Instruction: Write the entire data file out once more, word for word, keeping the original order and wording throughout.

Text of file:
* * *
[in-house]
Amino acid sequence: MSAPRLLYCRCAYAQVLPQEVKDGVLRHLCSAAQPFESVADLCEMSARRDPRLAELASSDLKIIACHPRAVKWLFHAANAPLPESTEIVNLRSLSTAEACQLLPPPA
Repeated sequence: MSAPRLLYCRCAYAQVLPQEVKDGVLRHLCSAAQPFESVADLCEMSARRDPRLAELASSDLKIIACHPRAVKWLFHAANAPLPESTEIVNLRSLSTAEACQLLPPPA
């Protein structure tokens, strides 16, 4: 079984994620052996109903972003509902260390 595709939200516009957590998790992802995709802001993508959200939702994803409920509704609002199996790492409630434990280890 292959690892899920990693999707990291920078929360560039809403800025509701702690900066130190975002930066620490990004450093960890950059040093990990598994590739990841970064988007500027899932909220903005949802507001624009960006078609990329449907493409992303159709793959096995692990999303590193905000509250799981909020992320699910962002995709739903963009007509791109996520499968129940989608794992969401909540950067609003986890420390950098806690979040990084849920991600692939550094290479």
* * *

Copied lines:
[in-house]
Amino acid sequence: MSAPRLLYCRCAYAQVLPQEVKDGVLRHLCSAAQPFESVADLCEMSARRDPRLAELASSDLKIIACHPRAVKWLFHAANAPLPESTEIVNLRSLSTAEACQLLPPPA
Repeated sequence: MSAPRLLYCRCAYAQVLPQEVKDGVLRHLCSAAQPFESVADLCEMSARRDPRLAELASSDLKIIACHPRAVKWLFHAANAPLPESTEIVNLRSLSTAEACQLLPPPA
């Protein structure tokens, strides 16, 4: 079984994620052996109903972003509902260390 595709939200516009957590998790992802995709802001993508959200939702994803409920509704609002199996790492409630434990280890 292959690892899920990693999707990291920078929360560039809403800025509701702690900066130190975002930066620490990004450093960890950059040093990990598994590739990841970064988007500027899932909220903005949802507001624009960006078609990329449907493409992303159709793959096995692990999303590193905000509250799981909020992320699910962002995709739903963009007509791109996520499968129940989608794992969401909540950067609003986890420390950098806690979040990084849920991600692939550094290479």